I first must show you my finished Laurel hat by Jared Flood. It is from his Made in Brooklyn book published by Classic Elite Yarns . The Laurel link is for the design page on Ravelry. (If you are not a member, just click on the Ravelry link and it will take you to their homepage where you can create an account.) Make sure to check the errata for this pattern. I think 5 links in one paragraph is quite enough, don't you?
(I do believe I need some lip gloss.) And the back:
I blocked it over a 10" plate. It is not as slouchy as the picture in the book but I new it wouldn't be because I have a big head. (Ahem.) It is a fabulous way to use just one skein of Berroco's Ultra Alpaca in color #6251. I don't see this color on the color card, though it seems close to the Fern colorway #6247 with my monitor. This is a fabulous workhorse of a yarn, 50% alpaca and 50% wool. It is soft, yet over 200 yards in a hank for a reasonable price, approximately $8.
I am a continental knitter (translation = loose stitches) so I have to always go down at least one needle size and lately it has been consistently 2 needles sizes to get gauge. I used a size 4. It sounds scary tight, though it really isn't since I am such a loose knitter. (another Ahem.) Since it was a hat I wanted a bit denser fabric anyway and it, surprisingly, isn't a bulletproof fabric.
The errors in the pattern did irritate me. Though I sure see how they happen and do want to show some amount of grace, as a designer, I have many test knitters test each of my patterns and it appears not one even tried this one. Some of the cables in the chart weren't even listed in the key. The good news is the chart is correct and that made life easy once the changes were noted. I love the pattern and it will be even easier next time since I've soldiered through once. There are other patterns I look forward to knitting from that book as well. Wild Purls has copies of the book if you are interested. I believe it was approximately $15.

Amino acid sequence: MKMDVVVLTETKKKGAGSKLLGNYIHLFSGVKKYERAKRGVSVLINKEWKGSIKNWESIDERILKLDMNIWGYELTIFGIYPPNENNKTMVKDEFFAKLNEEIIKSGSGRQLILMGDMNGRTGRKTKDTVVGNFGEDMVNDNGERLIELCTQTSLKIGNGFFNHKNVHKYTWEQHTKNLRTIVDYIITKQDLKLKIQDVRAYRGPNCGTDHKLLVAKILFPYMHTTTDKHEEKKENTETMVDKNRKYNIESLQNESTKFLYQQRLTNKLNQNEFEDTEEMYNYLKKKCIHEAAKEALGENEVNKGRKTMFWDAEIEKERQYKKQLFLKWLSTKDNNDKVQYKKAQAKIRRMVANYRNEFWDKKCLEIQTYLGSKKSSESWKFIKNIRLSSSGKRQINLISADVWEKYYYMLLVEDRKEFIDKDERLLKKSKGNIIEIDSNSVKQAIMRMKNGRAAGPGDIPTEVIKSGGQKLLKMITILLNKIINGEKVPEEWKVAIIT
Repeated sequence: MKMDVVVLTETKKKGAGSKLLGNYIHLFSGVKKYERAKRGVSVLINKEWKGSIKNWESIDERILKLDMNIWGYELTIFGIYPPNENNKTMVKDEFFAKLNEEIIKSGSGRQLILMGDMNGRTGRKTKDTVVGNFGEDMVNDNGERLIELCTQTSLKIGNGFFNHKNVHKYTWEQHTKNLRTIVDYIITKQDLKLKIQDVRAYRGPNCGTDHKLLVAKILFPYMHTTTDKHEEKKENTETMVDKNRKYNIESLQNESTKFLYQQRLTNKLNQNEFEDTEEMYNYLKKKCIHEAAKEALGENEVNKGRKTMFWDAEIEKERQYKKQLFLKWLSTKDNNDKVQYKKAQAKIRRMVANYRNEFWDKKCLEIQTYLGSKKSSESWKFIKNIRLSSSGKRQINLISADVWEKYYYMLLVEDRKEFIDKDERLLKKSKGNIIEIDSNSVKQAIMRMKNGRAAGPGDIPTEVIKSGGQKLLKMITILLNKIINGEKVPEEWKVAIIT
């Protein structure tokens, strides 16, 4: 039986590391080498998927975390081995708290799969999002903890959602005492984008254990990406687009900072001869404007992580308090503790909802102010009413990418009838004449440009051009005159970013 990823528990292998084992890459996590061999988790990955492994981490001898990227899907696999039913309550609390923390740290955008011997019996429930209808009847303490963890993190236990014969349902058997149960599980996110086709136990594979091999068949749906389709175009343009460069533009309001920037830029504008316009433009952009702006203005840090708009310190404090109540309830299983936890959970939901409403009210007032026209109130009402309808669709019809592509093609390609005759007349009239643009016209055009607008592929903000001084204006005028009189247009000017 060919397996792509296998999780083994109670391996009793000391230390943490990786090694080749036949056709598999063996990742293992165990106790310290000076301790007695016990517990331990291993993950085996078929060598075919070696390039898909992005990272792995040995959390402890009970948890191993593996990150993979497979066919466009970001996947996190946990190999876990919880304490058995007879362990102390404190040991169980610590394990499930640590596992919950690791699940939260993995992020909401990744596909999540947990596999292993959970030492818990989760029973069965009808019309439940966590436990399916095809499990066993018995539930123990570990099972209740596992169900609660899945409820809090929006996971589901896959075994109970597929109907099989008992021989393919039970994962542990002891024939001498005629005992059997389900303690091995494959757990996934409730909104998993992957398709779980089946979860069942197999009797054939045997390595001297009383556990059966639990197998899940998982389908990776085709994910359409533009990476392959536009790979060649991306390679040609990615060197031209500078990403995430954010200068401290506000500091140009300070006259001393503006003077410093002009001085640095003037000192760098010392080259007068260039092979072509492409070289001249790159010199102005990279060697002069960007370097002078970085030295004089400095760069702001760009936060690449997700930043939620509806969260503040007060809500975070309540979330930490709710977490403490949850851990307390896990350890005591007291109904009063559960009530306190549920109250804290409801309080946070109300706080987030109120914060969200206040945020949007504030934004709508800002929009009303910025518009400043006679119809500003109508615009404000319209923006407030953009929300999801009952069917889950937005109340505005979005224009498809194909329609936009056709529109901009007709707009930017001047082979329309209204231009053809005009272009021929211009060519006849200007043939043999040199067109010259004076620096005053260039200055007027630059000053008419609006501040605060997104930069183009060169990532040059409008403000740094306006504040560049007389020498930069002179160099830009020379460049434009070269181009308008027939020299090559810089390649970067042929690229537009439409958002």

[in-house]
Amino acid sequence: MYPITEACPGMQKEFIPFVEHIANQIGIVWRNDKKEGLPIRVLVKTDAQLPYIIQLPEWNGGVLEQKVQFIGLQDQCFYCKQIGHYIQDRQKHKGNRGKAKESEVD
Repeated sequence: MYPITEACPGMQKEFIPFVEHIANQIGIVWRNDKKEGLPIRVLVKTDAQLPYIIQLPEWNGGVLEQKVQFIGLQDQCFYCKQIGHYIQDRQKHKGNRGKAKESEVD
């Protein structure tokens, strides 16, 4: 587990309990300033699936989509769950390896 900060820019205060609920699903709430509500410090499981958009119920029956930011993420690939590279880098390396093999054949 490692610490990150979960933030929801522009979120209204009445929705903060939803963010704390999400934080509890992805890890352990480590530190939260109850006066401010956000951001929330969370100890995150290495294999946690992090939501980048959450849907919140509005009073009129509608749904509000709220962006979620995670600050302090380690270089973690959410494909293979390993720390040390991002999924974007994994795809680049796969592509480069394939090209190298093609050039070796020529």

Cryptic charts have not been my friends, and this one was by far the most complicated, so this hat was a good stretch for me. Thankfully, minher on Ravelry noticed the errors in the other parts of the pattern right away. I had a couple false starts and then all was well, though my brain had to be "on" the whole time, which is usually how I don't like to knit. I was surprised how satisfying of a knit it was, however, and reminded me why I love to knit hats.
On the other end of my body are my fabulous red Converse shoes:
That is another weird motion sickness picture. After I moved my jeans so you could see my socks, I just leaned down and took it. Won't do that again.
When I was in college many moons ago, I was a part of a Reader's Theatre group. It was a blast and part of the ensemble required everyone wear a different color of Converse shoes. I hadn't thought of them in ages and Wade found them in my closet. His favorite shoes in the whole world are his Converse shoes, so he was shocked and his eyes bugged out of this head when he saw them: "Mom! Why don't you ever wear these?"
I did not have a good answer. Except that I forgot they even existed.
So, out they came today with my new favorite (besides hand knitted, of course!) socks I just received from Talbots online. I had a gift card and I was afraid to lose it so I ordered a myriad of fabulous socks. I also bought the black version. Too cute! If you need a little pick-me-up that doesn't cost an arm and a leg (mind you I can spend $20 on a hank of sock yarn without thinking twice, but that is different, don't you think?) they have some super fun sock options. And you don't have to try them on and mail them back when they don't fit. Hooray for socks!
Wade got home from school today and gave me a smug smile: "Cool, Mom. You're wearing your Converses." Ahem.